The lead story was a rather threadbare article on the upcoming trial, in which the author only offered the opinion that “the Gods’ justice will no doubt be served when the truth comes out,” with no speculation about what the truth may be. The second story, which I read aloud, was about a merchant ship loaded with expensive spices from the wildlands that had been lost at sea. This was followed by slanderous gossip about the behavior of the merchant’s seventeen-year-old daughter, which I skipped in disgust.

With a couple more omissions, I read to the end of the paper without inspiring so much as a twitch from my father. There was noteworthy absence of gossip about the dealings of court or the Prince, though I was almost tempted to invent something with regards to the Prince to see if that would provoke my father to react.

The temptation was fleeting. Instead I reached for one of the books in the stack by father’s bed, a tome titled, Wars of the Piscina Islands, and began to read once more.

I had only read a few pages when there was a soft knock on the door. Before I could answer the knock, Brother Lux opened the door and entered.

“How is my patient?” Lux asked as he entered.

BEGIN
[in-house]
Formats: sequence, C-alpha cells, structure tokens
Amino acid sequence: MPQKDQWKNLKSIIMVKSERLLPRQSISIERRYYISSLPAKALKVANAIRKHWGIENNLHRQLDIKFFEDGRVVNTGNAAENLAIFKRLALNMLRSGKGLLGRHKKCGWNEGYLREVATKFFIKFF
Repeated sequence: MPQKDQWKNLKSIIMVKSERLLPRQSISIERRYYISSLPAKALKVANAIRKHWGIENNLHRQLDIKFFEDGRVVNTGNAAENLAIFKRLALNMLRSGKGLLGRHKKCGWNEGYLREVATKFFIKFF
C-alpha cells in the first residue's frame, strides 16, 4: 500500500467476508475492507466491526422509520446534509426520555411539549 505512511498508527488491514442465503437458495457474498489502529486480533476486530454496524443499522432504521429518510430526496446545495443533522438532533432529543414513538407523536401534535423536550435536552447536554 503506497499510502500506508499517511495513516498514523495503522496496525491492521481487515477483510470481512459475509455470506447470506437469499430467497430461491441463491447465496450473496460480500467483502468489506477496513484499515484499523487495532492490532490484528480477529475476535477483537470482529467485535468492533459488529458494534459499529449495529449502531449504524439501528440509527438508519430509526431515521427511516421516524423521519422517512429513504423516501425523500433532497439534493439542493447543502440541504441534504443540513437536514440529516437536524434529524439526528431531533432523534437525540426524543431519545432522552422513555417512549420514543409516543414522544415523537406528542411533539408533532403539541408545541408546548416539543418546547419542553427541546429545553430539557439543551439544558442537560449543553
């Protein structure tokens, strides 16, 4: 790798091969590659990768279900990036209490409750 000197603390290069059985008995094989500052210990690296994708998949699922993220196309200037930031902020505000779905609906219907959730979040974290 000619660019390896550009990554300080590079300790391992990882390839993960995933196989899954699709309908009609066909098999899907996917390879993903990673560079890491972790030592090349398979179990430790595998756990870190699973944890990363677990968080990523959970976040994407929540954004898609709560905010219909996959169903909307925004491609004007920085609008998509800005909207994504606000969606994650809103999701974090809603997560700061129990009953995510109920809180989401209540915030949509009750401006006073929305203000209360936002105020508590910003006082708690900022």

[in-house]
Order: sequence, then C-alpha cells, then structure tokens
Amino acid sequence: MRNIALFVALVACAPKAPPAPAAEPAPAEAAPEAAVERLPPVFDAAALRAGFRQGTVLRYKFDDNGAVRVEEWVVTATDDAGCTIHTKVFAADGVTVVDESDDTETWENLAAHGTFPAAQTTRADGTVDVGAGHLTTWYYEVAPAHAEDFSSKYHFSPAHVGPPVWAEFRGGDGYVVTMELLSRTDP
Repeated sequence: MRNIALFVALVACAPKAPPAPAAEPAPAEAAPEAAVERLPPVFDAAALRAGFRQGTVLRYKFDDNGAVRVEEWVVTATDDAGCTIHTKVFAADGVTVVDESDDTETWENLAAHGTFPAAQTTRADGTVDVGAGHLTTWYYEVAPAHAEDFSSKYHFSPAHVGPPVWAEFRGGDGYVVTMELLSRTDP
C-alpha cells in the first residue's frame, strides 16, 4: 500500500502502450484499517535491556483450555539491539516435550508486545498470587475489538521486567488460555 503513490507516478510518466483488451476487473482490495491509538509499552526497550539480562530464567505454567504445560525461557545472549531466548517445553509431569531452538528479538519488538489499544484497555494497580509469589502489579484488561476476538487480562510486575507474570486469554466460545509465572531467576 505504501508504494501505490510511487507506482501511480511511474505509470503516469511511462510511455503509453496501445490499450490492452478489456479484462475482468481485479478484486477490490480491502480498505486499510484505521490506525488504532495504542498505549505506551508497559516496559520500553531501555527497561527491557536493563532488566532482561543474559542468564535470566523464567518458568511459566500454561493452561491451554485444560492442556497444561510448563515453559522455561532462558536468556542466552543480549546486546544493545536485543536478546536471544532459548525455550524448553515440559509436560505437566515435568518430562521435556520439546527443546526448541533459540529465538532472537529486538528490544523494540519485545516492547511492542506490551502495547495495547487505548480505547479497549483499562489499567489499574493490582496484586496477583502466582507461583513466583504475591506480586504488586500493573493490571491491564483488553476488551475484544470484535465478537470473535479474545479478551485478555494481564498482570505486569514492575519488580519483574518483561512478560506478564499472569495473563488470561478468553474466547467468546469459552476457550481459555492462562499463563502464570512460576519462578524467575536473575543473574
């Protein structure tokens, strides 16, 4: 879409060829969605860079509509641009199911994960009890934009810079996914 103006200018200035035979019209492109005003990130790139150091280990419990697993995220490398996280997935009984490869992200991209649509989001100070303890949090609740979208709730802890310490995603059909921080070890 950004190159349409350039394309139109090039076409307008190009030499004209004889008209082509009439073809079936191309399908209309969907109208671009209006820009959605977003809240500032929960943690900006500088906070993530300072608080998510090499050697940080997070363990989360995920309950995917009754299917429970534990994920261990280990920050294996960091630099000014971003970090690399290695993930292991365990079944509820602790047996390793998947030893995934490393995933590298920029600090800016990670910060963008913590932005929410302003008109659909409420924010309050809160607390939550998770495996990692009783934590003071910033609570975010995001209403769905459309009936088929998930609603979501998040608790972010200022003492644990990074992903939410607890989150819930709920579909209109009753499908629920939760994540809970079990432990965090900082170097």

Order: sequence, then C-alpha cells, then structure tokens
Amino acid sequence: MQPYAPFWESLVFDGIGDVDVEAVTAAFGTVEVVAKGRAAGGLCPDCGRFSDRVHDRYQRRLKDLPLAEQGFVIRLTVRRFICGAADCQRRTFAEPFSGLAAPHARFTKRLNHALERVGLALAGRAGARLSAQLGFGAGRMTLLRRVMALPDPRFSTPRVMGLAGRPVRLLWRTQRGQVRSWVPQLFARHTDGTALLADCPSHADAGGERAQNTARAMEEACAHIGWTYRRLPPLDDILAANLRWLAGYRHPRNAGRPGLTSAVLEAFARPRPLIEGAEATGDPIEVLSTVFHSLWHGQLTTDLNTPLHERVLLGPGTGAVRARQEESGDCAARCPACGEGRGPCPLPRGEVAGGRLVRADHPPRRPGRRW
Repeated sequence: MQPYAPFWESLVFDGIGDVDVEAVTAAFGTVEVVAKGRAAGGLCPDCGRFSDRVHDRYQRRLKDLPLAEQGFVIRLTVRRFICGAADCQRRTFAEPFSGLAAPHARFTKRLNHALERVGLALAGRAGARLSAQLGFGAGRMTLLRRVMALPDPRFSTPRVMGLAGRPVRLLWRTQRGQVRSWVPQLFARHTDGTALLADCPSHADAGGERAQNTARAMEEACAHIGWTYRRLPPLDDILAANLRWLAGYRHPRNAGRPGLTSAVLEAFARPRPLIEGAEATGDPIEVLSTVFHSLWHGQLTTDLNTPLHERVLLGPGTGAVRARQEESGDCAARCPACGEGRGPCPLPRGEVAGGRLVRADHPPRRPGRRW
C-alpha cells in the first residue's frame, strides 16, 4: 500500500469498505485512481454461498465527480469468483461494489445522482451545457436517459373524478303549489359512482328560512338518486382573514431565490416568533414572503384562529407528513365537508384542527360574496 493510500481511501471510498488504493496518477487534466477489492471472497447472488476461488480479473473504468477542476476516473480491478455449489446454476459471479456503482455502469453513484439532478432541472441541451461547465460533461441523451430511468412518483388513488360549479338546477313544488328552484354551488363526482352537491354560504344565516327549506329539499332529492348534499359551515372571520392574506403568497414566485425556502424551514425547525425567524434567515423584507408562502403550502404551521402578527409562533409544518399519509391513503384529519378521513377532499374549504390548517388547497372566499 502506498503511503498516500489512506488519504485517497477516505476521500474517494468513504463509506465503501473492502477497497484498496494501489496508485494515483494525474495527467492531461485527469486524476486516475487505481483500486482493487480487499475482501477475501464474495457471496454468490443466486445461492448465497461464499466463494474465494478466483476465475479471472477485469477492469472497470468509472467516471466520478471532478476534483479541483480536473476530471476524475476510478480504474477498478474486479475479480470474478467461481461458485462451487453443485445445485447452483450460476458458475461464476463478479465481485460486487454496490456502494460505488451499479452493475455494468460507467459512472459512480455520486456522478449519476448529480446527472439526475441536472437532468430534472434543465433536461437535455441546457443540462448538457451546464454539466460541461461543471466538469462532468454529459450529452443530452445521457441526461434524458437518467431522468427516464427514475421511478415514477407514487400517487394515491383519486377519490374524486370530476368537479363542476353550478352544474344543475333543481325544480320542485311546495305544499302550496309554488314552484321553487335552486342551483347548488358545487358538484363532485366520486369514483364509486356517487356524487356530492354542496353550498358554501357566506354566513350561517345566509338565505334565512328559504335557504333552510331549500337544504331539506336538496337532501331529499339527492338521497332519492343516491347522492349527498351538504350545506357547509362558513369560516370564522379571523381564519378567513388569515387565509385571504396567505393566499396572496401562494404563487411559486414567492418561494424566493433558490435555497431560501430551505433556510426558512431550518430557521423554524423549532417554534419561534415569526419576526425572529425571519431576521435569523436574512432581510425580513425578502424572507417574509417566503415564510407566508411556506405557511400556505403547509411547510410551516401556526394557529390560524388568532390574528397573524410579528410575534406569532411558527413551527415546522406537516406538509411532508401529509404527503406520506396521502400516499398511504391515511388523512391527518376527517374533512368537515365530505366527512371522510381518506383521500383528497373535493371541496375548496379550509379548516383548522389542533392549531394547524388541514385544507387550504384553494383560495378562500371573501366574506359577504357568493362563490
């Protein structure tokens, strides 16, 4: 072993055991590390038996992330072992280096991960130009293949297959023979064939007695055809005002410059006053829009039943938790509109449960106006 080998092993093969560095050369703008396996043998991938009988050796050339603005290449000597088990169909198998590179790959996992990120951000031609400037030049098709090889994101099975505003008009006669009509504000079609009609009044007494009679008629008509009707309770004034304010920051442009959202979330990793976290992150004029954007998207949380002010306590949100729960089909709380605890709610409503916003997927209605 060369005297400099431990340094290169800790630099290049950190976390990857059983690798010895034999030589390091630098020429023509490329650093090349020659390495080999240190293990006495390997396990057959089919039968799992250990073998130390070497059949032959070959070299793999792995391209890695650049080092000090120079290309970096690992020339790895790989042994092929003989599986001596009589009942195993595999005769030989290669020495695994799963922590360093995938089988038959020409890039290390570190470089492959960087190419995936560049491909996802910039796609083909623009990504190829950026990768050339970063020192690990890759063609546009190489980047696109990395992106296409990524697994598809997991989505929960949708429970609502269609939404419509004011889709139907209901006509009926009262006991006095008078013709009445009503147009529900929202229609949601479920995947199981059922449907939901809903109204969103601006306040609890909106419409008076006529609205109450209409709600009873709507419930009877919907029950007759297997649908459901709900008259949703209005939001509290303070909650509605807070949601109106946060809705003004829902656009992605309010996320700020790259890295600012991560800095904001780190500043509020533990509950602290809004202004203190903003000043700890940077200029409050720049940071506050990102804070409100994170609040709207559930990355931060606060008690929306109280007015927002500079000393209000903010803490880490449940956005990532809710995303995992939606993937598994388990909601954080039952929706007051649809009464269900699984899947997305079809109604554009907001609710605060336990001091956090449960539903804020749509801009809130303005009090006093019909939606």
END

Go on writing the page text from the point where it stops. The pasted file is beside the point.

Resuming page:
At this greeting, a hot wave of anger washed over me so suddenly that it seemed almost irrational. I turned away and took a few moments to calm myself.

As much as I hated Brother Lux, the hatred was not new or fresh enough to provoke my anger. The new anger that existed was toward myself- Brother Lux had only served as a mirror.

“There has been no change,” I said finally, and I remained in my seat as Brother Lux came into the room. Brother Lux moved around the bed and briefly examined my father, and then he sat in a chair across from me.

“Has your father been sleeping well?”

“I don’t know. You had better ask Lady Fairfax or Mr. Smith.”

“Have you been sleeping well?” Brother Lux asked, turning to me with raised eyebrows. “You seem in a poor mood, this morning.”

“On the contrary; my mind is very clear. It’s only just occurred to me what a hypocrite I’ve been- what hypocrites we all are.”

I put the book aside and folded my hands, looking into Lux’s eyes.

“Why do you continue to care for my father when you know nothing can be done for him, and when his improvement would be against your own interest?”

“Your father is human, and he is suffering,” Brother Lux said. “I know that you don’t believe it, but everything that I have done, and continue to do, is to end suffering on earth.”

“I thought you might say so,” I said. “You believe what you say, too. You are like me, in a way. It’s human nature.”

Brother Lux tilted his head and graced me with a condescending smile. “You are young. I recall how profound everything seemed when I first discovered human nature. It’s easy to let yourself grow cynical.”